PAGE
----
- Trained nurse saves life of boss
- She's fired weeks later
- Kicked out of company house
A MOTHER-OF-FIVE has been made redundant and told to get out of her company house only weeks after saving the life of one of her bosses.Sharon and David Hegyi have been sacked after seven years at Tipperary Station in the Northern Territory - just weeks after Sharon saved the life of one of her bosses, the Northern Territory News reports.
Office worker Sharon Hegyi, 39, is devastated by the decision.
She and her mechanic husband David had worked on Tipperary Station, 200km south of Darwin, for seven years and had planned to stay there until they retired.
"We loved the lifestyle," Ms Hegyi said. "We loved bringing up our kids there.
"We don't drink or smoke. We just worked hard and went home to our family."
A letter from Tipperary's human resources boss, Elise Dunlea, says the couple were laid off because of "down-sizing".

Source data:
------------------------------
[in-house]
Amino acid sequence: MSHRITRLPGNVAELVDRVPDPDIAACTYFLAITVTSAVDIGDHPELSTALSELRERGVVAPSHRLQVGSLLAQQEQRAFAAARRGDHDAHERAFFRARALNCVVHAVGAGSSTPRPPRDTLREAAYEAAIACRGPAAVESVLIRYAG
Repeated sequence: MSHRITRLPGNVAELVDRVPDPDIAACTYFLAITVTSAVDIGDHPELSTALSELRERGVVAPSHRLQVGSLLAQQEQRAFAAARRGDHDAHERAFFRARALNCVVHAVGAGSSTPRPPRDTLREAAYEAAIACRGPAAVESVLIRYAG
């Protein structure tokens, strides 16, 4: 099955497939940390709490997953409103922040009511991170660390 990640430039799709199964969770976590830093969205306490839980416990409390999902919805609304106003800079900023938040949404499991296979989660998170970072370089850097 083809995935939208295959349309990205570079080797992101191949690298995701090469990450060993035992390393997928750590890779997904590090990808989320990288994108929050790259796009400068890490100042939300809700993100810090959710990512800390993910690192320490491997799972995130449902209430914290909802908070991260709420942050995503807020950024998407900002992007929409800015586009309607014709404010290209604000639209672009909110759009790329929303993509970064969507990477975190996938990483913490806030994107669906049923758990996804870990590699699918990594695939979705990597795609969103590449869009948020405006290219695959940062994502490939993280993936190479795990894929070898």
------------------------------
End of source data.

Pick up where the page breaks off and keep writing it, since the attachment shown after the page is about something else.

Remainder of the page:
"I could understand it if we'd done something wrong," Ms Hegyi said. "But we didn't."
Station finance manager David Breed had a severe heart attack at work in September.
Ms Hegyi, who is a registered nurse, rushed to help.
She gave him medication, hooked him up to oxygen and called an ambulance from Adelaide River.
"But he deteriorated rapidly and I thought he was going to die," Ms Hegyi said. "So we put him in a car and David drove towards Adelaide River.
"The ambulance met us half way."
Mr Breed was taken to Royal Darwin Hospital and was off work for several weeks.
"I honestly believe that I saved his life," Ms Hegyi said.
The couple were shocked when they returned from holiday after Christmas and were told they were being made redundant.
They were given a separation package and told to leave their company house within two weeks.
"We're shattered," Mr Hegyi said. "We've got no jobs, no house and five kids.
"I know we'll be able to get work easy enough but we just want our old jobs back."
Tipperary general manager David Warriner confirmed that Ms Hegyi saved the life of one ofhis managers.
He said the couple had been laid off for economic reasons. "It's a redundancy," he said. "It's unfortunate and difficult for everyone."
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